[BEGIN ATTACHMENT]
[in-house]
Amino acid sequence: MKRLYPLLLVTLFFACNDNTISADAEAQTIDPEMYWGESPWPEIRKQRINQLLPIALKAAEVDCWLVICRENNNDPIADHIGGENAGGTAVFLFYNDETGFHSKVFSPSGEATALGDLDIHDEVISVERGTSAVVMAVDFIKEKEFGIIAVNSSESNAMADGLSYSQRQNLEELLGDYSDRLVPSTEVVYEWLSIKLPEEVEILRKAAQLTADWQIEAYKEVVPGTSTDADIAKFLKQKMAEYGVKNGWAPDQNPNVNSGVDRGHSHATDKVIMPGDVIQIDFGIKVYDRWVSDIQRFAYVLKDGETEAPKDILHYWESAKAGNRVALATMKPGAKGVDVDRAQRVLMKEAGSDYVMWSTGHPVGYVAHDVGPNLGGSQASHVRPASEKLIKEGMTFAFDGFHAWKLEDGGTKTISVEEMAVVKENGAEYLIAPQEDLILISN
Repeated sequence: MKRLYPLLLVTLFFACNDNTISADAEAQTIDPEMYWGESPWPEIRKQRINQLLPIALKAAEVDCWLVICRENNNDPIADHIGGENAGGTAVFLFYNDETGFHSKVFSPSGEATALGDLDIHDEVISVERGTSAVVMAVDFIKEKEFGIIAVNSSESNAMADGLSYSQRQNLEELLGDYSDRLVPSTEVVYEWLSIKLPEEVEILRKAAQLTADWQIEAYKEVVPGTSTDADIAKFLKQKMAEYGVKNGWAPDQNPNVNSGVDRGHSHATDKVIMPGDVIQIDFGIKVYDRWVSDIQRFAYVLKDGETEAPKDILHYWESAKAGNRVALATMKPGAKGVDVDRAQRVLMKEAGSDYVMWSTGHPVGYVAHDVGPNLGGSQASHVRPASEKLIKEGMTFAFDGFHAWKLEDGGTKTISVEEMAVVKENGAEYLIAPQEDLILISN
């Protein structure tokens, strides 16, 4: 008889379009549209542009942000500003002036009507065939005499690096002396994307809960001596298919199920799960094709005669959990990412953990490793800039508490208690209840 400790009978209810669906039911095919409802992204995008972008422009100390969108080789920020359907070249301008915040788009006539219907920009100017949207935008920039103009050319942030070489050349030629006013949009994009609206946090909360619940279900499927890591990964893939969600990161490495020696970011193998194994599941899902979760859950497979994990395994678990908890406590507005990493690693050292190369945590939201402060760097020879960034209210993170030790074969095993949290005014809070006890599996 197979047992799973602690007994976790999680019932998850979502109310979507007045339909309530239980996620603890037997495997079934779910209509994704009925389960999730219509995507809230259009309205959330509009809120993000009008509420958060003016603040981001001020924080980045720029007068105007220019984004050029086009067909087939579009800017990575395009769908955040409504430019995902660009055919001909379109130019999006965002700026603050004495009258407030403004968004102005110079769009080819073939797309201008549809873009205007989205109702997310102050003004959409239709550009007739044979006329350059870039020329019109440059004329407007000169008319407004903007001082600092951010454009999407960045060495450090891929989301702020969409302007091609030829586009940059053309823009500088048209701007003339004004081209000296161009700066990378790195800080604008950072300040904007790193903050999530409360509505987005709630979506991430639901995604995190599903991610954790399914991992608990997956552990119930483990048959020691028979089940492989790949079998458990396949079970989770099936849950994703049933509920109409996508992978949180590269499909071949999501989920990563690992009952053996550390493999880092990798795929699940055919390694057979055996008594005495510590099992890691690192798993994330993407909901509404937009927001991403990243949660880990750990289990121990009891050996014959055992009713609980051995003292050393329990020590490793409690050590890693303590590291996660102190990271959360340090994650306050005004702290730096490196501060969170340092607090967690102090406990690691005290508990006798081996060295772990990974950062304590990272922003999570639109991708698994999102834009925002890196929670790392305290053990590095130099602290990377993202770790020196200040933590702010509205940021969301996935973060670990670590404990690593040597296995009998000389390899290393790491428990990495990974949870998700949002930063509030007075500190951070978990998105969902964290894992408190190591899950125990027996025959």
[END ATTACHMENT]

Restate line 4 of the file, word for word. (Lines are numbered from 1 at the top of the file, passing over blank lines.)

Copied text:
């Protein structure tokens, strides 16, 4: 008889379009549209542009942000500003002036009507065939005499690096002396994307809960001596298919199920799960094709005669959990990412953990490793800039508490208690209840 400790009978209810669906039911095919409802992204995008972008422009100390969108080789920020359907070249301008915040788009006539219907920009100017949207935008920039103009050319942030070489050349030629006013949009994009609206946090909360619940279900499927890591990964893939969600990161490495020696970011193998194994599941899902979760859950497979994990395994678990908890406590507005990493690693050292190369945590939201402060760097020879960034209210993170030790074969095993949290005014809070006890599996 197979047992799973602690007994976790999680019932998850979502109310979507007045339909309530239980996620603890037997495997079934779910209509994704009925389960999730219509995507809230259009309205959330509009809120993000009008509420958060003016603040981001001020924080980045720029007068105007220019984004050029086009067909087939579009800017990575395009769908955040409504430019995902660009055919001909379109130019999006965002700026603050004495009258407030403004968004102005110079769009080819073939797309201008549809873009205007989205109702997310102050003004959409239709550009007739044979006329350059870039020329019109440059004329407007000169008319407004903007001082600092951010454009999407960045060495450090891929989301702020969409302007091609030829586009940059053309823009500088048209701007003339004004081209000296161009700066990378790195800080604008950072300040904007790193903050999530409360509505987005709630979506991430639901995604995190599903991610954790399914991992608990997956552990119930483990048959020691028979089940492989790949079998458990396949079970989770099936849950994703049933509920109409996508992978949180590269499909071949999501989920990563690992009952053996550390493999880092990798795929699940055919390694057979055996008594005495510590099992890691690192798993994330993407909901509404937009927001991403990243949660880990750990289990121990009891050996014959055992009713609980051995003292050393329990020590490793409690050590890693303590590291996660102190990271959360340090994650306050005004702290730096490196501060969170340092607090967690102090406990690691005290508990006798081996060295772990990974950062304590990272922003999570639109991708698994999102834009925002890196929670790392305290053990590095130099602290990377993202770790020196200040933590702010509205940021969301996935973060670990670590404990690593040597296995009998000389390899290393790491428990990495990974949870998700949002930063509030007075500190951070978990998105969902964290894992408190190591899950125990027996025959």